Perhaps one of the most important shots which the mid-iron is called upon to play is when the ball is lying in long grass, from four to eight inches tall, and when it is not too heavy with clover or too thick and matted; that, for instance, which is most common upon our average american course it is an absolute fluke in the majority of cases when the beginner manages to get his ball out at all with his mid-iron played in the ordinary manner.
Played as though the ball was lying on the fair green, where you can get at it, and this is the usual way the shot is played, you have no chance, for a great number of reasons. In the first place, the eye unconsciously guides the club too high in order not to hit the surface of the ground, which it sees in the form of grass much higher than the ball.
It is presumed, of course, that the player is looking at his ball in a general way, because he is endeavoring to get it out of the grass. If the club does get down to the ball it cannot be struck with the face, because there is three-quarters of an inch of grass between the ball and it, and because the grass is actually being folded over the ball and preventing its rise.
Besides this, the club face being brought straight down through the grass offers its full width to the resistance. Furthermore the angle at which the shaft of the club is going through enables the grass to wind itself around the shank of the club, twisting it in the bands, no matter how strong the grip. This turns the face of the club in still more and absolutely kills any chance of getting the ball out. The result of this scheme of play is that the ball jumps ahead a yard or two and the operation is continued. The same result often happens almost to the same degree with the mashie.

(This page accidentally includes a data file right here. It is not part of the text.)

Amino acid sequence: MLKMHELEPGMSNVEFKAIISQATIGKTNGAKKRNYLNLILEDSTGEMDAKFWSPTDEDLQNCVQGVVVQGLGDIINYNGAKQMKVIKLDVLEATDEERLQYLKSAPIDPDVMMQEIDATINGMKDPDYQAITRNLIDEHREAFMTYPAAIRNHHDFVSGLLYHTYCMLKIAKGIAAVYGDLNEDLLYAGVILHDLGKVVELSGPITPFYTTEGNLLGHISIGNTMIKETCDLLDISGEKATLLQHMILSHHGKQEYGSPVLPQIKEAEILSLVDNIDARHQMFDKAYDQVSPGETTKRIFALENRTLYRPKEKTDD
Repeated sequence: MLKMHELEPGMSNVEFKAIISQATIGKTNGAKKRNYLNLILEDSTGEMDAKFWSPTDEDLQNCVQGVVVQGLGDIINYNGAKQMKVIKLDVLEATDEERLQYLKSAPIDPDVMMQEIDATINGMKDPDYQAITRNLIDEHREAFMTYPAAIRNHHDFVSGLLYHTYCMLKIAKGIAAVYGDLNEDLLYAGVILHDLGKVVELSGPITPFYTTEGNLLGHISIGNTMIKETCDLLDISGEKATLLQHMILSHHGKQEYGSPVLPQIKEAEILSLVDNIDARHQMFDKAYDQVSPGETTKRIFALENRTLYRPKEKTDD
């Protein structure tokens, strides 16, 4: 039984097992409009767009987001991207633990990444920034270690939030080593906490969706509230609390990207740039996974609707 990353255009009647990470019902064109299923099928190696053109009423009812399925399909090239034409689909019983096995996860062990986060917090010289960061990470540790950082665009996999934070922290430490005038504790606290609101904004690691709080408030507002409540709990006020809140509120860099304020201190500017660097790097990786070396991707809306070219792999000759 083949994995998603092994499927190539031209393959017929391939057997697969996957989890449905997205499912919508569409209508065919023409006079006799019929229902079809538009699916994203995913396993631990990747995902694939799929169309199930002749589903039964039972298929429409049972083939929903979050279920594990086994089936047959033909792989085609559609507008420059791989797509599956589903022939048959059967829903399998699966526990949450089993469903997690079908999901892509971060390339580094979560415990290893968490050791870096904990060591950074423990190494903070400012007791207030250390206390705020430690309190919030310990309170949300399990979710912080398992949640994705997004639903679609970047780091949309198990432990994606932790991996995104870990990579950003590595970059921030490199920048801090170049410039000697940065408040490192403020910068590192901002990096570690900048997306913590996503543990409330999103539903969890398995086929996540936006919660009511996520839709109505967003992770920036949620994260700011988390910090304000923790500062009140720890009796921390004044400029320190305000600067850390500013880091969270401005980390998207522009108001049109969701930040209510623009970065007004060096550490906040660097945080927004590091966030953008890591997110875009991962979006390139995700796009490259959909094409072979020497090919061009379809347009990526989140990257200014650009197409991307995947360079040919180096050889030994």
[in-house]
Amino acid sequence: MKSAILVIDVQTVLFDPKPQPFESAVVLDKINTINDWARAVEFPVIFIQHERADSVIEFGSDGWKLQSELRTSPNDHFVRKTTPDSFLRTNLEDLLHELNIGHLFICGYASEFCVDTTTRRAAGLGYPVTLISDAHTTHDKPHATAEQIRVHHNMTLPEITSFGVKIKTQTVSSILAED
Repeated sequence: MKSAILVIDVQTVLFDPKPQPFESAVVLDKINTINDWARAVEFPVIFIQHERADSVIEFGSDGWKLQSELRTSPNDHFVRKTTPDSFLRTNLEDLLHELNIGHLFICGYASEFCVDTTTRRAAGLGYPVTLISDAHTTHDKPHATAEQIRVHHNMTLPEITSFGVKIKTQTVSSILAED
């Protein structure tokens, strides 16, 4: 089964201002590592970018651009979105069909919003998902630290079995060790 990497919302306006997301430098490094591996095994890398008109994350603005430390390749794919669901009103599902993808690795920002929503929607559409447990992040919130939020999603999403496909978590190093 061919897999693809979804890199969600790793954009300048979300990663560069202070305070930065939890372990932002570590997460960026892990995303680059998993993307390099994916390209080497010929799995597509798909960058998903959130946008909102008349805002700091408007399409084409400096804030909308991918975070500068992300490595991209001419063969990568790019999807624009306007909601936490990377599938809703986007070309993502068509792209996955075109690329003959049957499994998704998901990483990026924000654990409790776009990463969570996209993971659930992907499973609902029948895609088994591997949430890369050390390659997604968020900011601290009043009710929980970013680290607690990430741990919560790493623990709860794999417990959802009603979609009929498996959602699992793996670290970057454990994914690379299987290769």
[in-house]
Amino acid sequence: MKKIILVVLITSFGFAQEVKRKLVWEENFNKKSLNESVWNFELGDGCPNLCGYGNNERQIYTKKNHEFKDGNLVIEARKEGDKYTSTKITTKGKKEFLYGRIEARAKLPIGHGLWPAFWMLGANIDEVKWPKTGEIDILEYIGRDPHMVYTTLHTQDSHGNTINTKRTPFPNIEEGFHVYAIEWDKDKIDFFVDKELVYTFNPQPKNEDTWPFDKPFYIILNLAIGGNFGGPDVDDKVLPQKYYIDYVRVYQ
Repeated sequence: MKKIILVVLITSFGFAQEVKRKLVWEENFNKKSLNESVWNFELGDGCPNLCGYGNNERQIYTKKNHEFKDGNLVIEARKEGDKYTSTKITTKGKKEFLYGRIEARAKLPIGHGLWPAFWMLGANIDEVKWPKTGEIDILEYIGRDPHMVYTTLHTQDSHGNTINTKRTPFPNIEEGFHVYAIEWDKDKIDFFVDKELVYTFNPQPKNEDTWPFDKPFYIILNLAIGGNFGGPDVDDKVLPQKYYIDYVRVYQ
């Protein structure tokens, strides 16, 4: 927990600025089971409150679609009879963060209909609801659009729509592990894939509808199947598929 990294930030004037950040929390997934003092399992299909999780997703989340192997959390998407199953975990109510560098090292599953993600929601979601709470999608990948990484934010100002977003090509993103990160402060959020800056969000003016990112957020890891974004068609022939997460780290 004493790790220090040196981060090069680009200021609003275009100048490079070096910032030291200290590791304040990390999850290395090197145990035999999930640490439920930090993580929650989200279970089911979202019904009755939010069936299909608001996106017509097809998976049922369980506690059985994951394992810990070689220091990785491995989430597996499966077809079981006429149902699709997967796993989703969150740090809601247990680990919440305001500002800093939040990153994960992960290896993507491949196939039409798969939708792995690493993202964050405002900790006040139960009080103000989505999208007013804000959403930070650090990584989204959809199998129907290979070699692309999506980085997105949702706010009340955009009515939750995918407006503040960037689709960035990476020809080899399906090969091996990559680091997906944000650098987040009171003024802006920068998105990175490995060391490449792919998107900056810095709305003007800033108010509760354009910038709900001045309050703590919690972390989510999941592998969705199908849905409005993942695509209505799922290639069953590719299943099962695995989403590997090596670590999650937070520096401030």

Naturally the common sense of the player will convince him after a few trials that he has not a chance of getting much power to the ball with the club head attempting to pull up all the grass by the roots which it meets on its sweep along the ground. But he need not despair. There is a way, and a very practicable way, of playing the mid-iron out of rough.
In the first place, if you will make the experiment of hitting down on the grass in a perpendicular direction you will find that it offers little no resistance to the club. If you will swing through the grass with the face of the club dragging behind the shank, parallel with the direction the club is traveling, you will find that the club will plough through pretty easily.
These two facts should indicate that if there is to be much , power and speed carried to the ball the blow must be a combination of these two factors; that is, the predominating effort must be to strike the grass in a direction that will meet with the least resistance, and that is downward, and not forward.